Math 130-03, Spring 2001, Lab 7
If a curve has a tangent line at a given point, then that tangent line is an approximation for the curve near that point. If you blow up the curve near the point by a large enough factor, it becomes indistinguishable from its tangent line. If is a function that is differentiable at , and if you blow up the curve near the point , you will see that the curve starts to look linear at that point. That is, on a small enough scale, the curve looks like its tangent line. This means that it is possible to estimate by blowing up the curve near the point until the curve looks like a line. You can then simply estimate the slope of that line. Of course, this depends on the fact that exists. If it doesn't exist, then no matter how much you blow up the graph near , it will not become linear.
The following applet has four different examples available. You can view an example by selecting it from the pop-up menu at the top of the applet and then clicking the ``Load Example'' button. Your assignment is to investigate for each of the four examples by blowing up the curve repeatedly near the point . You can mark this point on the graph by entering 1 in the box at the bottom of the applet. This will help you make sure that you keep the point in view as you magnify the graph. You can zoom in on a point by clicking it. When visually estimating a slope, it's nice to have the scales on the x-axis and y-axis be the same. Click the ``Equalize Axes'' button to make sure that the scales are the same. The grid lines can help you to get a good estimate of the slope.
Turn in your estimate for for each example where this derivative exists, and explain briefly how you got your answers. In one example, does not exist. In that case, explain how you can tell that this derivative does not exist.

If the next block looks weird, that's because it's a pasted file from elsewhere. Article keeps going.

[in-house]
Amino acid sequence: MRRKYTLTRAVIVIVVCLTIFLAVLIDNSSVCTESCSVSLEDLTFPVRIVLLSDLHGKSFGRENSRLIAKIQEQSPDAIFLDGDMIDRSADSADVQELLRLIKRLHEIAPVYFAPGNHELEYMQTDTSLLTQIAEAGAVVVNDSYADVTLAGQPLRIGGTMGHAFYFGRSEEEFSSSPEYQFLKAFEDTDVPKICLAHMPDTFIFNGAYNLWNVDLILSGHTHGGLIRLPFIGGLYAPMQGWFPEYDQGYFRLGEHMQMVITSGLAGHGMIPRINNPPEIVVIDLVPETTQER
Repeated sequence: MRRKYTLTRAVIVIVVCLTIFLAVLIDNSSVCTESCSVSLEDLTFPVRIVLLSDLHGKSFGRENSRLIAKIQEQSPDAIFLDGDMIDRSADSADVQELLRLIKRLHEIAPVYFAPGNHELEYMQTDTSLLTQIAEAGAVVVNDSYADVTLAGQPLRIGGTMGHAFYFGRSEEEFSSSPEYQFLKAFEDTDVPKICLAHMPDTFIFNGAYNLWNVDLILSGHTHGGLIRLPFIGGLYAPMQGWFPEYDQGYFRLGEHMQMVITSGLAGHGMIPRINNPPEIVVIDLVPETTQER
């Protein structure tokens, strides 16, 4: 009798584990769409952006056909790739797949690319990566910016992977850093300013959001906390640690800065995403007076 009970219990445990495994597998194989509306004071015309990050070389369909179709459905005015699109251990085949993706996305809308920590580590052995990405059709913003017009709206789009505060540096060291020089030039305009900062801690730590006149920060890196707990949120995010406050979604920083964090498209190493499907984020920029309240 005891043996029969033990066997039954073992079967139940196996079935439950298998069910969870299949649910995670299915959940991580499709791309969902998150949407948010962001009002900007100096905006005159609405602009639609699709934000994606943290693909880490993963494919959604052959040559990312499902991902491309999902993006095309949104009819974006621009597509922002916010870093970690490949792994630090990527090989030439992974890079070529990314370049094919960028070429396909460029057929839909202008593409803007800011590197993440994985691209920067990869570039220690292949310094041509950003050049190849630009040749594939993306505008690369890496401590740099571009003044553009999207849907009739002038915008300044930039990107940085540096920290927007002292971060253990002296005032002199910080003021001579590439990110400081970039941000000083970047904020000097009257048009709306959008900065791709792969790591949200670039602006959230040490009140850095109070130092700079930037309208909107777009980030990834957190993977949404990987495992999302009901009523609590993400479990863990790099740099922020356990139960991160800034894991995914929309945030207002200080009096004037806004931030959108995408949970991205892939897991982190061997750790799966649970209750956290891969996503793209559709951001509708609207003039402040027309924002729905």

We have seen rules for finding the derivative of a sum, difference, product, or quotient of two functions. But the most important operation on functions is composition. The chain rule is used to find the derivative of a composition of two functions. It says that if , then . We will soon encounter this rule in class. A special case of the chain rule is the generalized power rule, which says: if is a function and if is a constant, thenThis exercise discusses a proof of this rule, in the case when is a integer. You will need to exercise your algebra as well as your reasoning skills for this one:
(a) Note that can be written as a product, . Use this fact and the product rule to compute that .
(b) Note that can be written as a product, . Use this fact, the product rule, and the result from part (a) to compute that .
(c) Suppose that is a positive integer. Suppose that it has already been proven that Note that can be written as a product, . Use these facts and the product rule to compute that .
(d) Try to explain why parts (a), (b), and (c) taken together prove that for any positive integer . (Hint: Why do (b) and (c) together prove that ? Then why does this fact, together with (c) prove that ?)
(e) Suppose that is a positive integer. Use the previous result and the quotient rule to show that .
(f) Use the generalized power rule to compute .
The rules that we have seen for differentiating formulas include the Constant Multiple Rule, the Sum/Difference Rule, the Product Rule, the Quotient Rule, and (from the previous exercise) the Generalized Power Rule. The key to successfully differentiating formulas is to apply the rules one at a time, in a step-by-step fashion. Here are some derivatives that you can not do at this time. However, in each case, you can do one step in the problem by applying one of the above rules. In each case, show one step in the differentiation of the formula, and state which of the above rules you are applying. ( is the so-called ``natural logarithm function,'' and is the so-called ``inverse sine function.'' You do not need to know anything about these functions to do this problem.)
David Eck, March 2001